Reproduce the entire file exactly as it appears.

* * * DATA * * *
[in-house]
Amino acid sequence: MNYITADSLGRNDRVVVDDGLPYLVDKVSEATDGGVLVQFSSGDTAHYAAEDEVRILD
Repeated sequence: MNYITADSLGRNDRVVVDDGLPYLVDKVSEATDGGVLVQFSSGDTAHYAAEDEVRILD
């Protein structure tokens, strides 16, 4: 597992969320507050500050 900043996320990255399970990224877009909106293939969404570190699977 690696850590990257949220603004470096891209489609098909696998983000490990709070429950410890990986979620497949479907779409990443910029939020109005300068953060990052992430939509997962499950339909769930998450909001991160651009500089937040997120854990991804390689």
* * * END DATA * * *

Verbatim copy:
[in-house]
Amino acid sequence: MNYITADSLGRNDRVVVDDGLPYLVDKVSEATDGGVLVQFSSGDTAHYAAEDEVRILD
Repeated sequence: MNYITADSLGRNDRVVVDDGLPYLVDKVSEATDGGVLVQFSSGDTAHYAAEDEVRILD
């Protein structure tokens, strides 16, 4: 597992969320507050500050 900043996320990255399970990224877009909106293939969404570190699977 690696850590990257949220603004470096891209489609098909696998983000490990709070429950410890990986979620497949479907779409990443910029939020109005300068953060990052992430939509997962499950339909769930998450909001991160651009500089937040997120854990991804390689």